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August 15, 2005

Rob Allum Hits Maiden Ton in the Grand Manner!  (Hainault & Clayhall 14/8/05)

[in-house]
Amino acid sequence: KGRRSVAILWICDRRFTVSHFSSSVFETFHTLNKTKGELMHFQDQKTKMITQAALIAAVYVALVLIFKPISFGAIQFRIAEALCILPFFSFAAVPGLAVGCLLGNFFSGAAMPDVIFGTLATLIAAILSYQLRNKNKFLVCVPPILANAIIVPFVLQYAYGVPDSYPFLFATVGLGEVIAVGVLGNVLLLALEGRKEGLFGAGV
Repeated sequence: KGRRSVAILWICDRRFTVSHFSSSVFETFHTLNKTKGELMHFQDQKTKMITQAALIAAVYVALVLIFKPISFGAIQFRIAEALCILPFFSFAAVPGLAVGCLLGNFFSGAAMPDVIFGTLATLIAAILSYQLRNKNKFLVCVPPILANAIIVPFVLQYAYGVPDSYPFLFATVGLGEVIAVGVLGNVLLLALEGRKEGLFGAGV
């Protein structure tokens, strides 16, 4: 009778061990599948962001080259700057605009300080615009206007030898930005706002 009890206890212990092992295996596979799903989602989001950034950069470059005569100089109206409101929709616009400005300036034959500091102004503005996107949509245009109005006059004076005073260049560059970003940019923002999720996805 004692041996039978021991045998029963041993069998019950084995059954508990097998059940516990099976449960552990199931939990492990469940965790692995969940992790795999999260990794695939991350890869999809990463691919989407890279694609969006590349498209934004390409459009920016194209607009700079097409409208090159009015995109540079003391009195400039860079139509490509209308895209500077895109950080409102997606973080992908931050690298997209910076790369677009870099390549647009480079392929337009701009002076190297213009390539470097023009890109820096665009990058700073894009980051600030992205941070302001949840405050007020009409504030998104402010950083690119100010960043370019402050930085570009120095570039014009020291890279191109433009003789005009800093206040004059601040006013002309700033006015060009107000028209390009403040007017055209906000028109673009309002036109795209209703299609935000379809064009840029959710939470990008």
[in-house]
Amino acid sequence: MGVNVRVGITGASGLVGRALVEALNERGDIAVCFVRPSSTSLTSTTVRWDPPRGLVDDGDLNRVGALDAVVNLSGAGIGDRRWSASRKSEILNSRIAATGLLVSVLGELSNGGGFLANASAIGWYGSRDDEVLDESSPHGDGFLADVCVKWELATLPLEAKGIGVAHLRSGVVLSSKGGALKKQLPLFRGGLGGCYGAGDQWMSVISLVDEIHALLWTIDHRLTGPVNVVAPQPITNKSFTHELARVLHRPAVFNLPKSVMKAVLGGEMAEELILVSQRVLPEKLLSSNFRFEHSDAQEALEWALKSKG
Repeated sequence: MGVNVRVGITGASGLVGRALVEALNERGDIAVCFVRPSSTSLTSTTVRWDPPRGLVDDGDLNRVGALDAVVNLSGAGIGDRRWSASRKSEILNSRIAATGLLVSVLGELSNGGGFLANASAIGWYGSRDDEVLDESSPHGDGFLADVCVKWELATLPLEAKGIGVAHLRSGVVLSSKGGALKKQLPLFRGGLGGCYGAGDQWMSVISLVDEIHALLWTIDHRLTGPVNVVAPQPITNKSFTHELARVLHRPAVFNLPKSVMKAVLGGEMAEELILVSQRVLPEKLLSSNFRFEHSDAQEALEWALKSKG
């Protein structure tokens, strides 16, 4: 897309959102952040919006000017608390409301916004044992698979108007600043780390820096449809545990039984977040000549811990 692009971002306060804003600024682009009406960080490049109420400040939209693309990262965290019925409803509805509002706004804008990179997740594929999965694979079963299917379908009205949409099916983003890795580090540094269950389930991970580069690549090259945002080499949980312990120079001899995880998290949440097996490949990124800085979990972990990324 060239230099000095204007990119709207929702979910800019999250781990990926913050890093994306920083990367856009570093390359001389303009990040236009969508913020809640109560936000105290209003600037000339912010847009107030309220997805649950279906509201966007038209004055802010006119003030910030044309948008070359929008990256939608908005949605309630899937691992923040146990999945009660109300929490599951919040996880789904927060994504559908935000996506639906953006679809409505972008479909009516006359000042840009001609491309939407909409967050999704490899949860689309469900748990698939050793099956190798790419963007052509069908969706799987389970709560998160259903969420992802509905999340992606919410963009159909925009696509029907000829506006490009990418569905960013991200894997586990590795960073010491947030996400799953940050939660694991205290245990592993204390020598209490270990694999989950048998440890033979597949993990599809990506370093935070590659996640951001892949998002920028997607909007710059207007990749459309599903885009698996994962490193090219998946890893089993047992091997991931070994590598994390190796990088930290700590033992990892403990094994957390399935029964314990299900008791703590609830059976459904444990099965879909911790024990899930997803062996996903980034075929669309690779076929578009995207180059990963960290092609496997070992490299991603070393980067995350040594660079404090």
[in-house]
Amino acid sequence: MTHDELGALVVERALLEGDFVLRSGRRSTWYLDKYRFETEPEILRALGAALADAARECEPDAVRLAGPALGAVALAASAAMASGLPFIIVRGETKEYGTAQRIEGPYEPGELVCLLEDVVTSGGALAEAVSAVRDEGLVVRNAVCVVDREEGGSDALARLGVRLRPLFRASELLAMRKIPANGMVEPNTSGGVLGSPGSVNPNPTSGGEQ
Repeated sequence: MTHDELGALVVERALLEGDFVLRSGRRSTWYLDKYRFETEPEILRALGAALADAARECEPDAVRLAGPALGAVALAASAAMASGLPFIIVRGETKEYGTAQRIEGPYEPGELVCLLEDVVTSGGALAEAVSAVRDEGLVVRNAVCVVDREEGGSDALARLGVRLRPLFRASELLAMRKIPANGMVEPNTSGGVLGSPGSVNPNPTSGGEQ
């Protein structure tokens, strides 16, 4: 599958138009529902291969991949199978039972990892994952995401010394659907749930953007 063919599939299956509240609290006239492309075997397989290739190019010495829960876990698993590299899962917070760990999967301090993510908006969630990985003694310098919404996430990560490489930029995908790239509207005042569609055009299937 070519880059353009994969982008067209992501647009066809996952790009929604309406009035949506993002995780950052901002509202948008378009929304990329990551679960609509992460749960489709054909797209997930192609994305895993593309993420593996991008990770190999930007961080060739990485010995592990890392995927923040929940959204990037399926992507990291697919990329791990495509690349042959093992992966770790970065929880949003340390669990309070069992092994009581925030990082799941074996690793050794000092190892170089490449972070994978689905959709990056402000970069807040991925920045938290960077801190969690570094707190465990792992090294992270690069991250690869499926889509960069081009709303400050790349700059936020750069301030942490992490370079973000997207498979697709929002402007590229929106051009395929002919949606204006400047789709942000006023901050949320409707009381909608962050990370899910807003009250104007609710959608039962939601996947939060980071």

Chigwell, much like England a day later at Old Trafford, were unable to complete victory in a game they dominated. I lost the toss with consummate skill, saving me from making the decision, which is always tough, when our team has strong batting: bat first for fun or insert the opposition for the best chance of winning. After all you don’t need to take 10 wickets to win batting second. Anyway, as I said previously we lost the toss and batted for fun. Not all that much fun for Tim Hall who departed early for a duck, the venerable gentleman at slip showing surprising athleticism to hold the catch. This brought together our Fives and Heronian guests Nick Rotsey and Matt Sutton, and for a while it looked as if Nick would threaten the Chigwell quickest century record, adding numerous boundary fours to the six hit from the first ball he faced. His fun was short-lived on this occasion however and he perished mis-hitting one to mid off come extra cover for 22. Nigel was a little unlucky that the bowling had become much tighter by the time he arrived and he joined Tim in the duck house before too long. This brought to the crease Rob Allum, who hit a series of frightfully short deliveries to the boundary to get underway, and was looking good on 25 when the rain intensified and the covers were called for. While the more astute but less noble players shot into the pavilion to watch the gripping test match, four brave souls struggled with the sail-like covers in driving rain. The fact that they were the next four in the batting order was surely not their motivation. Eventually the boundary marker flags secured the cover and the drenched quartet joined their less committed friends in the bar. Tea was taken early and for a while it seemed that no further play would be possible. Eventually however the rain did pass, and all were summoned to help remove the cover in a way that would minimise spillage onto the wicket. The flags were taken out and the wind took charge, removing the cover with no problem at all! Luckily the pitch, though suffering patchy wetness, played OK for the rest of the game. So Rob and Matt resumed their excellent partnership and added well in excess of 100 runs before Matt departed the scene with a score of 44. During his partnership with Rob he had played mainly a supporting role, and a mighty fine job he made of it too. Meanwhile Rob had accumulated runs at a frenetic pace, the declaration always looming on the horizon. Shouts from the skipper on the boundary alerted him to the fact that he was on 91, and approaching the century that has eluded him since he first wielded the willow many years ago. No nervous nineties for Rob – he knew he had no time to get there in singles. He baffed another four and, on the 59th delivery he faced, smashed the ball straight back over the bowler to bring up his glorious maiden ton. Brad, who was the bowler’s end umpire, shot his arms aloft, the momentum lifting him several feet off the ground. Rob conversely sank to his knees and then lay on the pitch, scarcely able to believe that his 20 years or more of waiting were over. Personally I’ve got enormous respect for his achievement because it rewards him for the sheer hard work and determination he has put into improving his batting over the last five to ten years, and he now stands as one of the teams most talented batsmen. This will not be his last century. Rob’s exciting achievement meant a slight delay in the declaration leaving Hainault and Clayhall a target of 198 in an hour plus 20 overs to win, which proved a few too many to really give them much chance, although I was aiming at 190 notwithstanding Rob’s landmark score. They lost an early wicket (from Ritchie’s bowling) to a good catch from Chigwell’s newest centurion, and with Owen bowling well and snaffling another victim the signs looked good. Nick Allum replaced Ritchie and bowled for the rest of the innings, taking 3 good wickets. Brad replaced Owen and in a rather truncated four over spell weaved his magic to claim two victims. The only batsman who looked as if he was capable of scoring quickly enough to challenge the target set by Chigwell rather carelessly ran himself out, with Ritchie, now keeping wicket, hitting the stumps direct having retrieved a fumbled take. From this point on H&C dug in for the draw and despite the skipper claiming a somewhat unpleasant wicket with a beamer that dipped enough to drift over the ducking batsman and strike the stumps, and despite the hero of the day having one over at the last pair, we were unable to take the last wicket, and the match was drawn.


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